Non-communicable diseases (NCDs) are the leading cause of death worldwide. Based on the WHO projections, NCDs will account for over 70% of all deaths globally by 2025, with 85% of these occurring in developing countries [1
]. In addition, one in three adults lives with one or more chronic conditions worldwide [2
]. In the United Arab Emirates (UAE), NCDs account for nearly 77% of all deaths, putting increasing strain on the well-being of the population, economic development, and the healthcare system [3
Data from the most recent UAE population-based survey revealed that 13.7% of the population reported having diabetes and 17.8% reported having hypertension [4
]. Similar results were reported in surveys conducted in Kuwait, Oman and other neighboring Gulf States [5
]. In Kuwait, for example, the most recent population survey showed a high burden of self-reported NCDs, with 11.8% and 17.7% of the respondents had diabetes and hypertension [5
Dubai is one of the fastest-growing emirates in the UAE, with its unique multiethnic, young, and male-dominated population structure [8
]. The change in socioeconomic status in Dubai has resulted in significant alterations in the living conditions as well as the health and illness patterns of the population [9
]. Traditional eating habits have shifted, and a sedentary and technology-driven lifestyle has become ingrained in the culture, leading to a growing burden of NCDs [10
]. As per the Emirate of Dubai law, it is mandatory that all residents have minimum health insurance coverage [11
]. In addition, all Emirati citizens, irrespective of sociodemographic characteristics, are eligible for quality healthcare services. Therefore, it is important to understand the factors associated with of NCDs to better allocate healthcare services and resources to individuals or groups who might be at higher risk among the Dubai population [12
The causes of NCDs are multifactorial; these diseases may arise from a combination of underlying, modifiable and non-modifiable risk factors [13
]. Research indicates that non-modifiable risk factors for NCDs include age, genetic predisposition, and ethnicity [14
]. The presence of NCDs and many of their risk factors have been found to be more common in population groups with low income and low educational attainment in both low-middle income and high-income countries [15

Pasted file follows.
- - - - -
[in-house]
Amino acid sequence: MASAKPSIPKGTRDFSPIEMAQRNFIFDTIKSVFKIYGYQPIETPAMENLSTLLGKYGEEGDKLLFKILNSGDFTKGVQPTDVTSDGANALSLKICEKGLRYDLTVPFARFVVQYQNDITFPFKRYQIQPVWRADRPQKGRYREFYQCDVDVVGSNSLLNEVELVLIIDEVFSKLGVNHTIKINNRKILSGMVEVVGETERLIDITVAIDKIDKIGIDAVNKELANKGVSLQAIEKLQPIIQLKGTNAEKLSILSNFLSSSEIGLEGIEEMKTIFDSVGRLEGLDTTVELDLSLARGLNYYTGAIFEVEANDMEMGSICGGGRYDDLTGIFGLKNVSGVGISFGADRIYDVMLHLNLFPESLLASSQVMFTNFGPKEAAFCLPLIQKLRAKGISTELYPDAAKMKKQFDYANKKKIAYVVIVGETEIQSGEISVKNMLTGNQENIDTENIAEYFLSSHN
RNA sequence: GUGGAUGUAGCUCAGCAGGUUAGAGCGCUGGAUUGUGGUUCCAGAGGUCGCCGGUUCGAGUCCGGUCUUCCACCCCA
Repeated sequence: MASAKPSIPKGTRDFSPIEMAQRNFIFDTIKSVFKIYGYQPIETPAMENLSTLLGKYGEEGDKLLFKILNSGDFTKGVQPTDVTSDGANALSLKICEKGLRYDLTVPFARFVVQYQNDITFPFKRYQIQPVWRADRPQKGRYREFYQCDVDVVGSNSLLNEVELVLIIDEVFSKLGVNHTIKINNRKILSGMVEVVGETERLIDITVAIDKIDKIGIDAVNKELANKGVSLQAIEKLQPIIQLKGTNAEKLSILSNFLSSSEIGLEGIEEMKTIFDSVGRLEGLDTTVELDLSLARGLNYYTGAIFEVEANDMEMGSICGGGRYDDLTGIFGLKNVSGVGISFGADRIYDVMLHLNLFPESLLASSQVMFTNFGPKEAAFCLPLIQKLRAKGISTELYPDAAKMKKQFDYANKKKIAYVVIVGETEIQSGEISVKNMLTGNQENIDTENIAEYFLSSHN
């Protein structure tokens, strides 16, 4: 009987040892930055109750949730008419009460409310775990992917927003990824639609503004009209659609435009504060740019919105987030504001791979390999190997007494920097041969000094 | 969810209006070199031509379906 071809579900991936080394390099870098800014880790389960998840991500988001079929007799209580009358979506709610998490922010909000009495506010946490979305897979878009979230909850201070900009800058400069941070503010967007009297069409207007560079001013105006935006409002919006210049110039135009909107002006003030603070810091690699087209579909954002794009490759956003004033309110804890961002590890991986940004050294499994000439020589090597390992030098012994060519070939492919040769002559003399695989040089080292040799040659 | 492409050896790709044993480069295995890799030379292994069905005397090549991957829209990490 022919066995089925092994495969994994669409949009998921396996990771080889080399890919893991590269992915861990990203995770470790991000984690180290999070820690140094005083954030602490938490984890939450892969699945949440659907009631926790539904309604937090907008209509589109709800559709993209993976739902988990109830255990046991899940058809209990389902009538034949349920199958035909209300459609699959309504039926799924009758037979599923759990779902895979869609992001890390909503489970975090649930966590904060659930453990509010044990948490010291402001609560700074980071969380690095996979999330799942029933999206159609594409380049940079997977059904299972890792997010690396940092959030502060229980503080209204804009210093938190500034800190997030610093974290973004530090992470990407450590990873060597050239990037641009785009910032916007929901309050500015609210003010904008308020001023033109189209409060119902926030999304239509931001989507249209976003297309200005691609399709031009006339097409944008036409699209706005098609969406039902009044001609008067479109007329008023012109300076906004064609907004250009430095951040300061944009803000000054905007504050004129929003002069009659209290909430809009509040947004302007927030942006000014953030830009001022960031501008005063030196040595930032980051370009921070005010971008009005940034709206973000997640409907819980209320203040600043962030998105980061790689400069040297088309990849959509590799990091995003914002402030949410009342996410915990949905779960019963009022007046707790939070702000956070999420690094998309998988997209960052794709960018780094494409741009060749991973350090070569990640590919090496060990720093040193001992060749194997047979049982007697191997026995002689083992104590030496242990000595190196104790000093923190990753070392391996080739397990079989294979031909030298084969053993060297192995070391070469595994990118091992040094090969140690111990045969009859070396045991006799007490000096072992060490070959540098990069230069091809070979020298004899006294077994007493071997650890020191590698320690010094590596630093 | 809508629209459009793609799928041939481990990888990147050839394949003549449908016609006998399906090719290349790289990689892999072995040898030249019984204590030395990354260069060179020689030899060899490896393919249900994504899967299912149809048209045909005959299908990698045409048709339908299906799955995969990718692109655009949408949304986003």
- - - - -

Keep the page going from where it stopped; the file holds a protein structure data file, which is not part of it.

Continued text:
]. The relationship between sociodemographic characteristics and chronic conditions differs largely by geographic region [17
]. Identifying the priority population groups that are the most affected by the growing burden of NCDs has become necessary to target appropriate health promotion and prevention programs.
The government of Dubai continues to regularly monitor population health by conducting the Dubai Household Health Surveys (DHHS). In general, self-reported data are widely used in social science and epidemiological research [18
]. Although it is preferable to have measures of disease from medical records or objective measures, useful data on disease status can be collected when interviewees report their disease burden [20
]. Since self-reported data can provide a useful estimate for broad measures of population rates, this study has used self-reported data from DHHS 2019 to estimate the NCDs among the population of Dubai. To our knowledge, no studies investigated the effects of sociodemographic characteristics on NCDs in the Emirate of Dubai. Therefore, this study aimed to contribute to regional and global literature by examining the association between sociodemographic characteristics and NCDs as reported by a representative sample of the Dubai population.